Dorsett and Conner are vastly different runners. While Dorsett relied on his speed and shiftiness, the 250-pound Conner relies on his power, reminiscent of the way Andre Williams bowled over defenders en route to a 2,000-yard season for Boston College a year ago.

While Conner still practices at defensive end, Pitt has not used him both ways in a game this season. There has been no reason to, not when he is running over people on offense.

"With me being a bigger guy, some DBs don’t really want to tackle, you put your pads down and make it happen," Conner said. "I’m blessed with the size and speed, so I take advantage of it. Running back is fun and I’ve been doing pretty good at it, so we just want to keep it rolling."

If he keeps rolling the way Donald did, Conner could end up with a full trophy case, too.
videoHistory might look back on the 2011 season and call it The Great Pac Purge. In a matter of weeks, a third of the league's coaches were out of a job.

Mike Stoops didn't even make it through Arizona's season. Rick Neuheisel didn't coach UCLA's bowl game. Dennis Erickson was fired prior to the Las Vegas Bowl, but coached the Sun Devils in a loss to Boise State. And Paul Wulff was dismissed after winning just nine games at Washington State in four years.

Then came the hires. Two big names and two “huhs?”

Rich Rodriguez and Mike Leach, cast outs from their previous jobs at Michigan and Texas Tech, respectively, were considered home run hires for Arizona and Washington State. They were offensive innovators whose unique schemes would mesh perfectly with the offensive reputation of the conference.

Todd Graham at Arizona State and Jim Mora at UCLA were met with more of a hesitant golf clap than the raucous applause of the other two. Alright, let's be honest. The Graham hire drew groans and the Mora hire was perceived as borderline baffling. One was a program hopper and the other, with almost zero college coaching experience, was supposed to recruit Los Angeles? Against USC?

But as Winston Churchill said, history is written by the victors. And from the ashes of those firings came an influx of coaching talent that upped the ante for the rest of the league. And all four programs are in better shape than they were following the 2011 season. Of course, some are in better shape than others.

Per ESPN Stats and Information, there are 21 active FBS coaches who started at their school prior to the start of the 2012 season. Six of those coaches have at least 20 wins so far. Three of them are from the Pac-12 -- Mora, Graham and Rodriguez.



Two of those coaches will square off this week in a game that has been the tipping point in the South Division race the last two seasons. Arizona State hosts UCLA Thursday night in a blossoming rivalry.

Mora and the Bruins got the better of the Sun Devils two years ago in Tempe when Brett Hundley orchestrated a game-winning field goal drive. Last year ASU jumped out to big lead at the half and then held off a late charge to lock up the South.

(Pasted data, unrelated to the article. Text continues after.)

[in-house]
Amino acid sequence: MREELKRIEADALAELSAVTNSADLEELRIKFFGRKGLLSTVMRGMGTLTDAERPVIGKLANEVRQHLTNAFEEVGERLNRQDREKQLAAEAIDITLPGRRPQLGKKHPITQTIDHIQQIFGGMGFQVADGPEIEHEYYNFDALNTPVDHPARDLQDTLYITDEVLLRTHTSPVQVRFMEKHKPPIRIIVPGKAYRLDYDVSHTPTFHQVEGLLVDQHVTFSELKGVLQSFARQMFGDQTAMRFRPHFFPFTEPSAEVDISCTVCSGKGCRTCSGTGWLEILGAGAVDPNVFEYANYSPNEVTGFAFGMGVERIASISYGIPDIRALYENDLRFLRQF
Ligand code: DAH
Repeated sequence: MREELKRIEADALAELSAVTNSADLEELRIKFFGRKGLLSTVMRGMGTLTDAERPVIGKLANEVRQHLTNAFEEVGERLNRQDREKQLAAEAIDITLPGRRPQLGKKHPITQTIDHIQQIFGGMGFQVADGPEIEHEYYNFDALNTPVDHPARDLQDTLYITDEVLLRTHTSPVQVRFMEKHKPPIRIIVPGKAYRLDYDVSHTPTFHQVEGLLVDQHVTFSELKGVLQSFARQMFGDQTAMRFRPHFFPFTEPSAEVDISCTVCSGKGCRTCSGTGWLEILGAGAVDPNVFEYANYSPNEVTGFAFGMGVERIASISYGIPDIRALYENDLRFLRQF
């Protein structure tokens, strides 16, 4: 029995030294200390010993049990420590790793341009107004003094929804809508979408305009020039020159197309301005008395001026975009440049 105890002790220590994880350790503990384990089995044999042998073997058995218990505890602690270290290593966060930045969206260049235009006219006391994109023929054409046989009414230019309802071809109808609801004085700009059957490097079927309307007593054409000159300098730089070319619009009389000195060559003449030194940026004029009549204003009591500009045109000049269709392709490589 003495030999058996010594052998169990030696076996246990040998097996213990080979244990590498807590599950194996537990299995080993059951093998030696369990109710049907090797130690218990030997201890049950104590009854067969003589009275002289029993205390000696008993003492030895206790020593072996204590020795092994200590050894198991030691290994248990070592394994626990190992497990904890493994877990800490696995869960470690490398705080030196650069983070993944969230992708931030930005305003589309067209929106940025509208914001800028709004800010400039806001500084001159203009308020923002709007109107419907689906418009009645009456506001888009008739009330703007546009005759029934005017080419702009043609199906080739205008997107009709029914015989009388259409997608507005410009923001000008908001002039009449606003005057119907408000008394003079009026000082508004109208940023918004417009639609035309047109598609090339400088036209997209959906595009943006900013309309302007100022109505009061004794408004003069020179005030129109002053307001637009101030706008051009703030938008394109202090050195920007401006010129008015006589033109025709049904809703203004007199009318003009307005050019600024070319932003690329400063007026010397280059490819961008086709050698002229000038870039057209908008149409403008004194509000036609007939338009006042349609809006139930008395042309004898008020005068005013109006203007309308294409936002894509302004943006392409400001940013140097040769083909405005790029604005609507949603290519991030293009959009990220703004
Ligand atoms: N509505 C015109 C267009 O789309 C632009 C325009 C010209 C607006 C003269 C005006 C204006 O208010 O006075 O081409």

You could make the argument that South was wide open after 2011 with USC still feeling the impact of sanctions, Utah still adjusting to life in the Pac-12 and Colorado trying to climb out of the basement. The timing was perfect for one or two of the new coaches to establish their foothold.

In the North, Leach hasn't enjoyed as much success as the other three. But his 10 wins already surpasses the nine that Wulff had during his four-year stretch. And the Cougars went to a bowl game last season -- something they hadn't done in a decade. You need only watch the scare WSU put into No. 2 Oregon Saturday night to see what type of a team the Cougars can be under Leach.

While the 2012 coaching class infused an already good coaching corps, it's worth noting that all four had quarterbacks already recruited or ready to go. In an age where three years is the new standard by which coaches are measured, that's a colossal advantage. But that's not to say this group can't recruit, having brought in talent like Myles Jack, Jaelen Strong, Vince Mayle and Anu Solomon.

However, they aren't without criticism -- particularly when it comes to signature wins. Leach is just 1-7 against AP Top 25 teams, with WSU's landmark victory being a 10-7 win at USC last year (though most will say the 2012 Apple Cup qualifies as landmark). Rodriguez is 3-7 against Top 25 competition, though last year's Oregon beat down stands out as signature. Graham is 4-5, but more importantly, 2-0 in the Territorial Cup. Mora has the best record at 5-5 and has beaten USC twice, though he's 0-3 against Stanford and 0-1 against Oregon.

None of the four are going anywhere soon unless it's by choice. They all have spearheaded programs for new or upgraded facilities (some of which are already in place) and each coach is already on his second contract.

That Washington State fans are groaning over the slow start, wanting everything to be Leachy-keen, shows that his presence has elevated the expectation level. Graham and Mora already have a South title and Rodriguez produces some of the most exciting offensive football in the country. See the Mary, Hill.